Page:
Only half the states have federal experts specially trained to prevent or contain bioterrorism, says a leading public health doctor who wants local officials to have better access to vaccines and information.

"We also have to change the way we do business to meet the level of the threats now facing us," Dr. Mohammad Akhter, executive director of the American Public Health Association, told senators Tuesday.

Only 24 states have Epidemic Intelligence Service Officers from the Centers for Disease Control. The government has 35 officers, which include medical doctors, researchers, and scientists, who serve in 2-year assignments with local health officials.

Akhter said that only 32 states employ their own public health veterinarians, key to identifying diseases that either are transmitted from animals to humans or are usually found in animals, such as anthrax.

Extra money should help train health workers, provide medicines to combat unleashed diseases and improve the methods for distributing such treatments during an attack, witnesses told the Senate health committee.

Akhter, whose group represents 50,000 public health officials in federal, state and local governments, was among a group of scientists who testified that bioterrorism can't be fought with cash alone. They also urged flexibility for the 50 state and 3,000-plus city and county public health departments.

The debate over increase funding comes as federal officials are investigating the possibility of foul play on two Florida anthrax cases. One man has died and hundreds of co-workers are getting tested for the disease.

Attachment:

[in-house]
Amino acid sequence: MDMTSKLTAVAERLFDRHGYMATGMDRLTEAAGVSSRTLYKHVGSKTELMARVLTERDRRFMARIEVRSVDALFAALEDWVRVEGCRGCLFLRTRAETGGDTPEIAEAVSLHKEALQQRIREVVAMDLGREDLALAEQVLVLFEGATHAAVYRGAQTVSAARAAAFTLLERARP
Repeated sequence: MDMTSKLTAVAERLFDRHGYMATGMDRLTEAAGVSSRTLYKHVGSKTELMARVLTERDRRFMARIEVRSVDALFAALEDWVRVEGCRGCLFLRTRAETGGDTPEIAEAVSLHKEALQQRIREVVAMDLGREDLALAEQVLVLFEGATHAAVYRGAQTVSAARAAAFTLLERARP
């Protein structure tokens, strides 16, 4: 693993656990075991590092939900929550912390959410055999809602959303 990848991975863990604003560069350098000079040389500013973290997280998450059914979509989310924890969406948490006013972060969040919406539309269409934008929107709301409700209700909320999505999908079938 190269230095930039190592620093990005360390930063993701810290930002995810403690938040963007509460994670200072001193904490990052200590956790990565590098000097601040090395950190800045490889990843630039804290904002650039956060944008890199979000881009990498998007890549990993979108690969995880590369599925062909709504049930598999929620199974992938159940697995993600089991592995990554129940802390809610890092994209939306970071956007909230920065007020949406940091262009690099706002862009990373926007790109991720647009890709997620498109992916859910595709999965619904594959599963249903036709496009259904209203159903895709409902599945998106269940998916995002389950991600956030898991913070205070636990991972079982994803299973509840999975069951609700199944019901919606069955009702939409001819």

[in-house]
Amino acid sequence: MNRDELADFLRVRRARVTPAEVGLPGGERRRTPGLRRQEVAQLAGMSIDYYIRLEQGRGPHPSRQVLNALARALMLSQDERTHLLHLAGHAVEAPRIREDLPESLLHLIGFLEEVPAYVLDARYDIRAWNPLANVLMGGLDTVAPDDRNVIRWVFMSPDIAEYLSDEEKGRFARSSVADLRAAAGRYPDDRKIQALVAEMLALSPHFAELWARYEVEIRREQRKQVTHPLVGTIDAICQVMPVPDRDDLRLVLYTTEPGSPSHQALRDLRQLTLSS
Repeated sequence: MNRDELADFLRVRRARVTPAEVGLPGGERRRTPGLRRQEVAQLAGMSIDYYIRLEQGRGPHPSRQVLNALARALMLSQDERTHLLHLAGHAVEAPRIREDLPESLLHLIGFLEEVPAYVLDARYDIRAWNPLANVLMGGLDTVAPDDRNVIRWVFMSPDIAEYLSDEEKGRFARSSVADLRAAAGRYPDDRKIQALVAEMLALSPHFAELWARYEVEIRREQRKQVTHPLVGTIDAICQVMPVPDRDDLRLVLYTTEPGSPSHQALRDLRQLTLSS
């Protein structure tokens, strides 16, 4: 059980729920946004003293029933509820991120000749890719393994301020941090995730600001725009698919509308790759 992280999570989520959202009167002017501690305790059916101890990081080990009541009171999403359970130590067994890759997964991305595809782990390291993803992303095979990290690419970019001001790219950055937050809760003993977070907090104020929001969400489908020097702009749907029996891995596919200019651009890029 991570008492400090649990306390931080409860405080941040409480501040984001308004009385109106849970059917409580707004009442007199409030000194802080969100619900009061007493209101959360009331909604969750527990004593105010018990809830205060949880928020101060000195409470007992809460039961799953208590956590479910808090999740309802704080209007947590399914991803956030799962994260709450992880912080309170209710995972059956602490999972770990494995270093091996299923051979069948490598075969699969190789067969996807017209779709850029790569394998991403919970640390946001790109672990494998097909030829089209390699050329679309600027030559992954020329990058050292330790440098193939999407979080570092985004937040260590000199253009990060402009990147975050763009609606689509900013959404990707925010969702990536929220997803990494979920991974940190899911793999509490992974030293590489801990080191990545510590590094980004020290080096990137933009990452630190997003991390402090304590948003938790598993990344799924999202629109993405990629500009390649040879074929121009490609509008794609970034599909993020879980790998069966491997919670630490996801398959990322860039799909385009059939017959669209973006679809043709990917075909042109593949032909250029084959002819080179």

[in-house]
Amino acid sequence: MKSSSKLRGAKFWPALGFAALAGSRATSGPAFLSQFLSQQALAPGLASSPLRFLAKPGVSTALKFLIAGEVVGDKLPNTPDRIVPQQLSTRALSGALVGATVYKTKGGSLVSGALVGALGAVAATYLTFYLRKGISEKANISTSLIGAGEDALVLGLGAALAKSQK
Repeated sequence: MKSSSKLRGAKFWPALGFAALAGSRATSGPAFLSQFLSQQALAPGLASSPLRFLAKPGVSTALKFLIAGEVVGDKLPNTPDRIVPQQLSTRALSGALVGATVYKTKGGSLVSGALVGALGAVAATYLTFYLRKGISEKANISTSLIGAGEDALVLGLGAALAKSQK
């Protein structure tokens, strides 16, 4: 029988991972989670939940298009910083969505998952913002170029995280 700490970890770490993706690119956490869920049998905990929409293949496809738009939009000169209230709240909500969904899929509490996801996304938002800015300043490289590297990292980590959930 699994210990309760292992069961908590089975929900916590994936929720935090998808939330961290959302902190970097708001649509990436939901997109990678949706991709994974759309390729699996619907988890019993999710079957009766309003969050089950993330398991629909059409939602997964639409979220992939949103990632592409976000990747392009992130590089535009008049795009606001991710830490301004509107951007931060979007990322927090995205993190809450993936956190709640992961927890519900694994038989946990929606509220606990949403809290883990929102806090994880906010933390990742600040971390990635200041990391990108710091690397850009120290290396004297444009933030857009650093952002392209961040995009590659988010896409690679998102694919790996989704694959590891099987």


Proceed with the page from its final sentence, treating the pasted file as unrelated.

"The reality is that approximately 10 percent of the health departments in the United States do not even have e-mail," said Akhter. "Public health must be included in the intelligence process, and given appropriate clearance to review suspicious occurrences and threats. ... Good intelligence is key to preventing attacks."

Top Senate lawmakers have proposed adding $1.4 billion to the $350 million that the federal government spends to detect, prevent and fight deadly diseases that might be spread by terrorists.

"The fact remains that a biological or chemical attack on our soil could be even more deadly and destructive than the recent attacks on the World Trade Center and the Pentagon," said Sen. Bill Frist, R-Tenn. Frist, a surgeon, and Sen. Edward M. Kennedy, D-Mass., said they would meet with the White House to try to gain support for the package, which includes funds for the government medicine stockpile and food safety inspections.

Other senators are proposing their own plans to increase bioterrorism funds.

"It would not be sensible for the federal government to dictate what the most urgent spending priorities should be in Newark or Phoenix or Montgomery County, Md.," said Dr. D.A. Henderson of Johns Hopkins University. Known for his role helping wipe out smallpox in 1977, Henderson will head a new commission advising on bioterrorism preparedness.

He said federal officials are shoring up supplies of smallpox vaccine.

Health and Human Services Secretary Tommy Thompson has insisted federal doctors are ready to combat any bioterrorist attack.

But witnesses said doctors might not be able to detect symptoms of anthrax or other bioterror agents in time to save sufferers or to contain an outbreak of a contagious disease like smallpox.

Many local departments are closed on weekends, and a Friday evening outbreak might not be identified until Monday morning, said Akhter.

"There would be no discrete event; no explosion, no immediately obvious disaster to which firefighters and police and ambulances would rush," said Henderson, also director of the Johns Hopkins University Center for Civilian Biodefense Studies.